Nicely Made in China

News on China quality products, lifestyle, design and services.

CULTURAL EVOLUTION – CHINA 2005 – 2010 / photography by Lionel Derimais / Text by Mary Kay Magistad

Commentaires fermés sur CULTURAL EVOLUTION – CHINA 2005 – 2010 / photography by Lionel Derimais / Text by Mary Kay Magistad

Hello again dear Nicely Made in China readers, 

It’s been a while, I know.  I do hope you are all safe and well as the whole world is in the middle of a second tumultuous year.  Like many of you, I’ve used my time to complete a project close to my heart.  Some of you may know that besides producing the NMiC blog since 2009, I am first and foremost a working professional photographer. 

Today I am pleased to announce that after years of preparation, I am launching a book of photographs called “Cultural Evolution China 2005-2010”.  It is now available for sale via my website – please click on this link to buy the book. Texts in the book (essay, biographies, captions) are in 3 languages: English, Chinese (Mandarin) and French.   

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Z-KIN / Camera bags / Hong Kong

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Here’s a problem we didn’t have twenty years ago – the need for a bag that can hold a camera – and its charger – and a laptop – and its charger as well as various other pieces of equipment.  Ever on the lookout for niche quality products made in China, here at Nicely Made in China (NMiC) we think we’ve found something that might interest our photography readers. So to learn more, we’ve interviewed two bag designers, Quincy Wong and Yee Chan, founders of Z-Kin, a Hong Kong-based design company specialising in and designing better camera bags. Read the rest of this entry »


Commentaires fermés sur THIRCUIR BOOKS / PUBLISHING

This week Nicely Made in China looks at publishing, a first for us. Jeremie Thircuir, a French-born entrepreneur, created Thircuir Books in 2011, with a mission to introduce Chinese photographers to the world. We asked him a few questions about the how and why of the venture.

Jeremie, what is Thircuir Books?

Thircuir Editions publishes contemporary photography books by leading Chinese photographers and artists who use photography.

How long have you been in China and when did you create Thircuir Books?

I arrived in China in 2006 after studying economics at the Sorbonne in Paris – I headed off as soon as I received my diploma. My goal was to work in the art world. I believed that cultural development would follow economic development….and so it has turned out. First I worked for a Taiwanese gallery and then for a year for Art+ in Shanghai.  I moved to Beijing in 2008 where I worked for Piech Art, founded by Anton and Xenia Piech. In January 2011 I created my own publishing house – Thircuir Books.

Why create a publishing house in China?

My objective was to give Westerners some tools and keys to understanding China – to make China more accessible.  I think that outside of the country, people have a muddled vision of China, be it on an economic or political level. The books I publish can be seen as a showcase for creativity in China as well as also shedding light on the reality of the country. The photographs are presented in a way that gives insight into the life and work of each artist.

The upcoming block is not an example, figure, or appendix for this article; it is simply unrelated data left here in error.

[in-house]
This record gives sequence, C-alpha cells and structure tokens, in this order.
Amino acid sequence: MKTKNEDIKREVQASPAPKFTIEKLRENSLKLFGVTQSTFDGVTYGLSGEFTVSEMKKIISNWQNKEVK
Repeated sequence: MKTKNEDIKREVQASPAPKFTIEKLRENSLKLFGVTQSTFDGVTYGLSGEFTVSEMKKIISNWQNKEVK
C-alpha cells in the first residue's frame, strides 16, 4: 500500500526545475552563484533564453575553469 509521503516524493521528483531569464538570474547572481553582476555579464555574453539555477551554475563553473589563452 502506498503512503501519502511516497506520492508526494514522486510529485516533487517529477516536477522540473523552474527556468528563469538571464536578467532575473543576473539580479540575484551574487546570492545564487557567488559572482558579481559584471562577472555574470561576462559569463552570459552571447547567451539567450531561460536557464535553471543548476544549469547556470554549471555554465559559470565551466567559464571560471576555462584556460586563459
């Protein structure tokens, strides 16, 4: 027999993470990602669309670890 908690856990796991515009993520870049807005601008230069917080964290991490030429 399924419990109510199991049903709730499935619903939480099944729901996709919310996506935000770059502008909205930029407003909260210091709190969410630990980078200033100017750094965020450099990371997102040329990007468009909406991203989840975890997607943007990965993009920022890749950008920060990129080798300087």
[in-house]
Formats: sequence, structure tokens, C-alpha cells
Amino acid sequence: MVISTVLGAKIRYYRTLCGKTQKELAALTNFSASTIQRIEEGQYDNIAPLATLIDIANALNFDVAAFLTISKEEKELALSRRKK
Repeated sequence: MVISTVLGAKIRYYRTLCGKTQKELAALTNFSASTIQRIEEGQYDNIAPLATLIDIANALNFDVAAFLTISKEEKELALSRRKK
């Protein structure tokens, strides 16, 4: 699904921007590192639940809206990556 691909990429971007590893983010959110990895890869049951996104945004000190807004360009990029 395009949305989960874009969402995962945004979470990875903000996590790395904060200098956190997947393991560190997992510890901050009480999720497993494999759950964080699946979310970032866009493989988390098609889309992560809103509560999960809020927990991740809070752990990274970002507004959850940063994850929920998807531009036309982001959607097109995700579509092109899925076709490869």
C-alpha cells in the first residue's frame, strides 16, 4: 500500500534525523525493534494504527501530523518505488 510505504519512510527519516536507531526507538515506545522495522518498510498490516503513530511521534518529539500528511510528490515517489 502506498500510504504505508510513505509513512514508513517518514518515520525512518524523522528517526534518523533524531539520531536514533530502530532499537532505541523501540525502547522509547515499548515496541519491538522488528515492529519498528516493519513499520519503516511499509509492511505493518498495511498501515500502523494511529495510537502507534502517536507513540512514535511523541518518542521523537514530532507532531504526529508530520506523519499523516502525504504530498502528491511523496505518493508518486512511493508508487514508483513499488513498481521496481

How many books have you published so far and what’s your initial print run?

We started off by publishing 5 books at the same time and now we have 6 on offer, with another 4 ready to launch. Each book consists of 96 pages, and with an initial print run of 6,000 copies, they are priced at £8.90 or US$12.90.

Which photographers are featured?

In China right now, there are many different artistic movements, and I like to think our books illustrate that richness and diversity. Among the photographers we’ve published so far are Song Chao and Yang Yong. Song Chao’s black and white portraits of Chinese miners represent a type of social documentary, whilst Yang Yong’s photographs of young Chinese women in Shenzhen show us a kind of artificial world. Then there is Liu Bolin, already known to many people through his project “Hidden in the city”.

Let’s talk about the printing technique. What type of ink do you use for instance?

We use soya-based inks, as they give much more precise colors. All our books are made of natural papers with U.V. filters which gives a beautiful smooth finish making people want to stroke our books.

Where can Nicely Made in China readers buy Thircuir books?

NMiC readers can buy our books in selected bookstores and major online retailer like Amazon. Check out retailers near where you live:



“Creative” and “Creativity” are words heard every time we turn on the TV or read a newspaper, be it in China or around the world. Chinese creativity is the particular issue that California-born Daniel Meller has decided to promote with his present endeavour.  Now based in Beijing, he sells T-shirts printed with designs created by Chinese and others. In a recent interview with Nicely Made in China (NMiC) he explains how his company, CreativCulture, works. Read the rest of this entry »



The first company we have decided to showcase is Time Machine Image Centre.  We’ve asked Matthieu Torrano, TMIC creative and development director, a few questions:

What is Time Machine Image Centre?

Time Machine Image Centre (TMIC) is a fine art printing centre. We offer our clients complete services from a 65m2 studio – complete with lighting equipment – to scanning, printing and framing.

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